Friday, May 28, 2010

Scientists in the News

The highly unfortunate circumstances in the Gulf of Mexico have resulted in lots of scientists being interviewed in the news.

side note - the above statement is quite an understatement and as someone who was not only born in south Louisiana but who also loves the beautiful environment and lovely people my heart goes out to everyone affected by the spill. Sometimes the price of modern technology and convenience is very high indeed.

And I just love listening to scientists being interviewed. You see, scientists are people very focused on the accurate representation of facts using appropriate words to convey a meaning. How this often plays out in the news is that you have an interviewer asking what is usually a loaded or slightly inflammatory question, then the scientist has to re-word the question before she's even willing to answer it. It totally cracks me up. A scientist just can't deal with questions that already imply an answer or misspeak the current situation. Good interviewers realize this right away and adjust but the bad ones just go on looking bad.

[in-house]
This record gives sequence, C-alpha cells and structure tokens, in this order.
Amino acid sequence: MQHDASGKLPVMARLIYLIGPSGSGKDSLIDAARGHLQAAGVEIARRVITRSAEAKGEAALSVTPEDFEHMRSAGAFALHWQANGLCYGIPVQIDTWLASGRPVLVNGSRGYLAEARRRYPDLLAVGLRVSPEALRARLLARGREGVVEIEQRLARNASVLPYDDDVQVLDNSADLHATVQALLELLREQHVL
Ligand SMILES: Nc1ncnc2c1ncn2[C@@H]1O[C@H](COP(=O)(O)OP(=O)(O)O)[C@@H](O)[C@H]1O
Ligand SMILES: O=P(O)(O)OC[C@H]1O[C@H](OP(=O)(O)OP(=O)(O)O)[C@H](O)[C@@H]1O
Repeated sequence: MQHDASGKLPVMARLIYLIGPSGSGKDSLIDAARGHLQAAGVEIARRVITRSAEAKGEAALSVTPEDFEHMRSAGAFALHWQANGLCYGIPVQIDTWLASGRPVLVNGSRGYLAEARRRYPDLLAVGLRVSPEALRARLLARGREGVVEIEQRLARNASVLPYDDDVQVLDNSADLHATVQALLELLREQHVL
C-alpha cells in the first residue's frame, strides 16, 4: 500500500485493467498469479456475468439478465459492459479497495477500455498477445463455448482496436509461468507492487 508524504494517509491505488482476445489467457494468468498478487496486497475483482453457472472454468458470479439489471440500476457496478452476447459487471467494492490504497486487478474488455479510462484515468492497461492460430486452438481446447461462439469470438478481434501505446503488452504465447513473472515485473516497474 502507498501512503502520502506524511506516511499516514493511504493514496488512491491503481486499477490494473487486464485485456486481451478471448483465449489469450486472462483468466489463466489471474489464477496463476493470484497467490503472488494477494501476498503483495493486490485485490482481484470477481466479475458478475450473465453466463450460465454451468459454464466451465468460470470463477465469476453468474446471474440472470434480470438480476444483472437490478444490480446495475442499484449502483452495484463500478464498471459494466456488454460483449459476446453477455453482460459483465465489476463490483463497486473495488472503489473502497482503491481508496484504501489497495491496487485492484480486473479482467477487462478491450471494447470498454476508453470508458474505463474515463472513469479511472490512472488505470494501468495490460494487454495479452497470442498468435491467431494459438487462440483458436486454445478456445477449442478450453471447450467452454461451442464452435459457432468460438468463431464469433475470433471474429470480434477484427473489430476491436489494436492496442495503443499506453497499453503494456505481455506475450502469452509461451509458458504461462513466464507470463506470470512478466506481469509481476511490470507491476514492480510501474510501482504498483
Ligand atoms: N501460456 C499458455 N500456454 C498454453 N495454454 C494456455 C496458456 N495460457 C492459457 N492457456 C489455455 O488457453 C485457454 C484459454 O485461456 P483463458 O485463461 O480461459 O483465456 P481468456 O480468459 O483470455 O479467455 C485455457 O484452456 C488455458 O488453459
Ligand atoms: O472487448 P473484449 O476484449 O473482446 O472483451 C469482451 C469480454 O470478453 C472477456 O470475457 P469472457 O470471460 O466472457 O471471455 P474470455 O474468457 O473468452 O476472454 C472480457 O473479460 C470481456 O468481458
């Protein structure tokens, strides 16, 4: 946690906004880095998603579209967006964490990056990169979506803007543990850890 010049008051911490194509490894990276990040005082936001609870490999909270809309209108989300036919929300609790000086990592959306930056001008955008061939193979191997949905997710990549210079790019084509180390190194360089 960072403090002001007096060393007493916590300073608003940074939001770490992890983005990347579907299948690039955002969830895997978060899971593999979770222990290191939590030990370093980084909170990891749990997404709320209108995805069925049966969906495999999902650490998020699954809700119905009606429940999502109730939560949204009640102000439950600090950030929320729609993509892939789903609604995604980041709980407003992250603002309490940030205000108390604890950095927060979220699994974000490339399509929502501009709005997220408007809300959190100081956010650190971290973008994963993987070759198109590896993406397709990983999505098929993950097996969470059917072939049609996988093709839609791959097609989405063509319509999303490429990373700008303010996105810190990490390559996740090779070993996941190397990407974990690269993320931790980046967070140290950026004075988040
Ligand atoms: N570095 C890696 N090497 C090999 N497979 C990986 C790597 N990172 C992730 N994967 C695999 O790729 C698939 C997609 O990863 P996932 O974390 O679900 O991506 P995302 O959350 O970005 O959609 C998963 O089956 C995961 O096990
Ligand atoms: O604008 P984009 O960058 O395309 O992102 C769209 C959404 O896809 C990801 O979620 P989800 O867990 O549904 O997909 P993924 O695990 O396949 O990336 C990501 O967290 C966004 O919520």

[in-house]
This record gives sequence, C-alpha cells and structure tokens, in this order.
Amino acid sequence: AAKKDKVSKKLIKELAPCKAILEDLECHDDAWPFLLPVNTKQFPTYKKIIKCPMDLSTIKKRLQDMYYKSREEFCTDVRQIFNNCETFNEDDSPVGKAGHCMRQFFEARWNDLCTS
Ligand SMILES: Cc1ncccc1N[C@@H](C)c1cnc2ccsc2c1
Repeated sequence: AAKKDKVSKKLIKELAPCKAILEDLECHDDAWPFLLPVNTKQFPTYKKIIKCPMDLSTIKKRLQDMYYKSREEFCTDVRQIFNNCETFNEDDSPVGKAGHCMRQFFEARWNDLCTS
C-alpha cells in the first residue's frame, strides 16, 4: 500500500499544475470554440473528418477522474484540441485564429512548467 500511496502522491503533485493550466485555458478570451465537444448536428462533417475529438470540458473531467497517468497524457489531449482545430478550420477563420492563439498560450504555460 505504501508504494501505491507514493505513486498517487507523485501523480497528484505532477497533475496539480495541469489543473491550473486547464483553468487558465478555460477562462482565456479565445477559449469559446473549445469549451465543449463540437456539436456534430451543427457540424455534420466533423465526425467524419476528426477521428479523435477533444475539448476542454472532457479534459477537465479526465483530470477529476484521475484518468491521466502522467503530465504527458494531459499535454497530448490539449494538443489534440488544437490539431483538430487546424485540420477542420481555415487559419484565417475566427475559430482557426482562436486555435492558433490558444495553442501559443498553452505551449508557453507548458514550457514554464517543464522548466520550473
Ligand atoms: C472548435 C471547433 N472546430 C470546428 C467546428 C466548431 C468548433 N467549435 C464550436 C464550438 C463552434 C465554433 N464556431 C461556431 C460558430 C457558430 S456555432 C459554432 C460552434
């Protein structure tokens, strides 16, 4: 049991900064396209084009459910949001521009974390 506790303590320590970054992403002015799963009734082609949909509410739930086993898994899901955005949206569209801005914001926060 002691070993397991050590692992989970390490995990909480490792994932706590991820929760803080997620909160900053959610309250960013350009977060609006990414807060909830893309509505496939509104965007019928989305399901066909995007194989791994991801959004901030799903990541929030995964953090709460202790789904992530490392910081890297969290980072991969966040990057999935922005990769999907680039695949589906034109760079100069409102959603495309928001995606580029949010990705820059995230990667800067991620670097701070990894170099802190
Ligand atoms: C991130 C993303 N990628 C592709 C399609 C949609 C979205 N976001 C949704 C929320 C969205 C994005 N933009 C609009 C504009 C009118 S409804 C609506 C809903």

It's sort of sad that this happens at all as I would think journalists would also be "very focused on the accurate representation of facts using appropriate words to convey a meaning" but that just doesn't seem to be the case nowadays. *sigh*


  1. That seems, unfortunately, so true. Journalism as a whole seems to have gone down hill. Corporate acquisitions of news organizations over the years have given us a less professional Fourth Estate, and a new word. Infotainment. Neither does the citizenry any favors (but it sure does sell products).

    Sorry, I'm being too cynical (maybe it's because I was up late last night and got up early this morning). Good post, Rachel.

  2. I wouldn't call you cynical, I'd call you realistic. Corporate takeover of news outlets is one of the more depressing events of the last couple decades.